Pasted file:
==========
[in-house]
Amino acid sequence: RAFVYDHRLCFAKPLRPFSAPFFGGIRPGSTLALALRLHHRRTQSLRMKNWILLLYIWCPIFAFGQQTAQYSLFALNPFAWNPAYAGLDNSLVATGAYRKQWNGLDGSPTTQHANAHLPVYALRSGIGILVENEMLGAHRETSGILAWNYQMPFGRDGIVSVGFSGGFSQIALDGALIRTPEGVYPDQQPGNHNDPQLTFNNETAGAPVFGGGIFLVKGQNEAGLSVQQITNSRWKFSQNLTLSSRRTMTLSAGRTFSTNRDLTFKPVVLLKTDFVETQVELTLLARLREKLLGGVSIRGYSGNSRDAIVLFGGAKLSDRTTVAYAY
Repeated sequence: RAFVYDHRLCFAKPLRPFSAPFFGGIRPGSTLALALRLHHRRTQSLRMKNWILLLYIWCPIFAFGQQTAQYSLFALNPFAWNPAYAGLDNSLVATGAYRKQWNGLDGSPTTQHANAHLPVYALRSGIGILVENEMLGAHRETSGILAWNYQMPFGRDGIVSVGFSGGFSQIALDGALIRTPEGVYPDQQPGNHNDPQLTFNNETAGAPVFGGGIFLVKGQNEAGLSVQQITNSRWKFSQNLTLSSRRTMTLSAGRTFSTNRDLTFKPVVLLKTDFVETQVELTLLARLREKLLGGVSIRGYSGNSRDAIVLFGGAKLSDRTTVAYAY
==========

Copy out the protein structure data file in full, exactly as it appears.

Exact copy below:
[in-house]
Amino acid sequence: RAFVYDHRLCFAKPLRPFSAPFFGGIRPGSTLALALRLHHRRTQSLRMKNWILLLYIWCPIFAFGQQTAQYSLFALNPFAWNPAYAGLDNSLVATGAYRKQWNGLDGSPTTQHANAHLPVYALRSGIGILVENEMLGAHRETSGILAWNYQMPFGRDGIVSVGFSGGFSQIALDGALIRTPEGVYPDQQPGNHNDPQLTFNNETAGAPVFGGGIFLVKGQNEAGLSVQQITNSRWKFSQNLTLSSRRTMTLSAGRTFSTNRDLTFKPVVLLKTDFVETQVELTLLARLREKLLGGVSIRGYSGNSRDAIVLFGGAKLSDRTTVAYAY
Repeated sequence: RAFVYDHRLCFAKPLRPFSAPFFGGIRPGSTLALALRLHHRRTQSLRMKNWILLLYIWCPIFAFGQQTAQYSLFALNPFAWNPAYAGLDNSLVATGAYRKQWNGLDGSPTTQHANAHLPVYALRSGIGILVENEMLGAHRETSGILAWNYQMPFGRDGIVSVGFSGGFSQIALDGALIRTPEGVYPDQQPGNHNDPQLTFNNETAGAPVFGGGIFLVKGQNEAGLSVQQITNSRWKFSQNLTLSSRRTMTLSAGRTFSTNRDLTFKPVVLLKTDFVETQVELTLLARLREKLLGGVSIRGYSGNSRDAIVLFGGAKLSDRTTVAYAY